The championing of that cause would cost Burke his MP seat in 1780, but he returned to Parliament as the member from Malton and became Paymaster of Forces when a Whig, Lord Rockingham, became prime minister again. When Lord Rockingham died in July 1786, Burke resigned and never held public office again, but he continued his involvement with British politics and writing for the rest of his life.

Burke was a constant critic of British colonial policies, and, in the 1780s, his investigation into The East India Company led to the impeachment of Warren Hastings, governor general of India. Although Hastings would eventually be acquitted of all charges, the entire affair led to reforms in England's administration in India and helped bring the inequities of England's colonial system before the public. Burke believed this was the most important political contribution of his career.

Burke is often remembered for his vehement opposition to the French Revolution, which he expounded in 1790 in what is, perhaps, his best-known work: "Reflections on the Revolution in France." The work was widely published and read all over Europe, and his articulation of what he viewed as the dangers of the Revolution caused a sensation in England. It caused him to break with many of his longtime friends and colleagues in the Whig party and invoked replies from many English writers, the most famous one being Thomas Paine's "Rights of Man."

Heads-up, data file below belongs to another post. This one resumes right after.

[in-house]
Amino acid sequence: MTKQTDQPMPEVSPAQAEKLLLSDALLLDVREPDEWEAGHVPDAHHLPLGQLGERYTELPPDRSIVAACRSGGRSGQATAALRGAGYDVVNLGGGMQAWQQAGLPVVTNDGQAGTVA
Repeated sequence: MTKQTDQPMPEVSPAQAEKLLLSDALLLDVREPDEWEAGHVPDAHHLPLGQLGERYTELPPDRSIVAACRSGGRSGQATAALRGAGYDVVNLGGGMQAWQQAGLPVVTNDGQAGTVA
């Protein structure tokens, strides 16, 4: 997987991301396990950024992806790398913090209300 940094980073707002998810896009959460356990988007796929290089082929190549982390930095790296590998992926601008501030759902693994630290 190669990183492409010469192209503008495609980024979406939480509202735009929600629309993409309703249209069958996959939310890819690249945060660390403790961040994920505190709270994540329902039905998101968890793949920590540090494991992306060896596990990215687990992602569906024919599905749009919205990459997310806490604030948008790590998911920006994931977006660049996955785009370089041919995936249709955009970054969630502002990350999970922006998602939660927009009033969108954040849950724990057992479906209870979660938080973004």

In what might seem a contradiction, given his support of the civil rights of Irish Catholics, Burke was opposed to the Volunteer movement in Ireland and to the establishing of Henry Grattan's Irish Parliament. Burke's opposition to these movements may well have been his fear that Grattan's Parliament would not be a government of all the Irish people but merely one that continued, and perhaps even strengthened, the long tradition or Irish Protestant rule and Irish Catholic subservience. Burke was never an advocate of any form of Irish independence, though he supported the emancipation of Irish Catholics within the British Empire.

Burke's writing on the Irish question are less known than those of his on the American and the French Revolutions, but he left behind several that would have served the British well -- had they ever been heeded. In his "Speech at the Guildhall" (1780), "To a Peer of Ireland on the Penal Laws" (1782), and "To Sir Hercules Langrishe" (1792), he sends them a clear message: Your foolish colonial policies have lost America and your foolish policies will lose Ireland. His counsel was ignored but the correctness of his theme has been proved by history.

Burke died in London on July 9, 1797, one year before Ireland erupted in revolution. That revolt might have been avoided if some of Burke's ideas on Catholic emancipation and other legislative reforms had been more fully implemented by the English government. Then, as ever, the country's rulers seemed to suffer from a complete inability to make the compromises that could avoid repeated disasters on that long-suffering island. As Burke once said, in words that should echo down to those debating Ireland's future today: "All government, indeed every human benefit and enjoyment, every virtue, and every prudent act, is founded on compromise and barter."

Burke is not a hero of Irish nationalists, nor should he be, for he never was a proponent of Irish republicanism. But he did help put the corruption of England's colonial system before the English people. Most of all, he started the process that would eventually bring the despised malignancy known as the Penal Laws to an end; for this, he should be well remembered in the land of his birth.

Selected Bibliography:

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Tags: 18th, Century, Ireland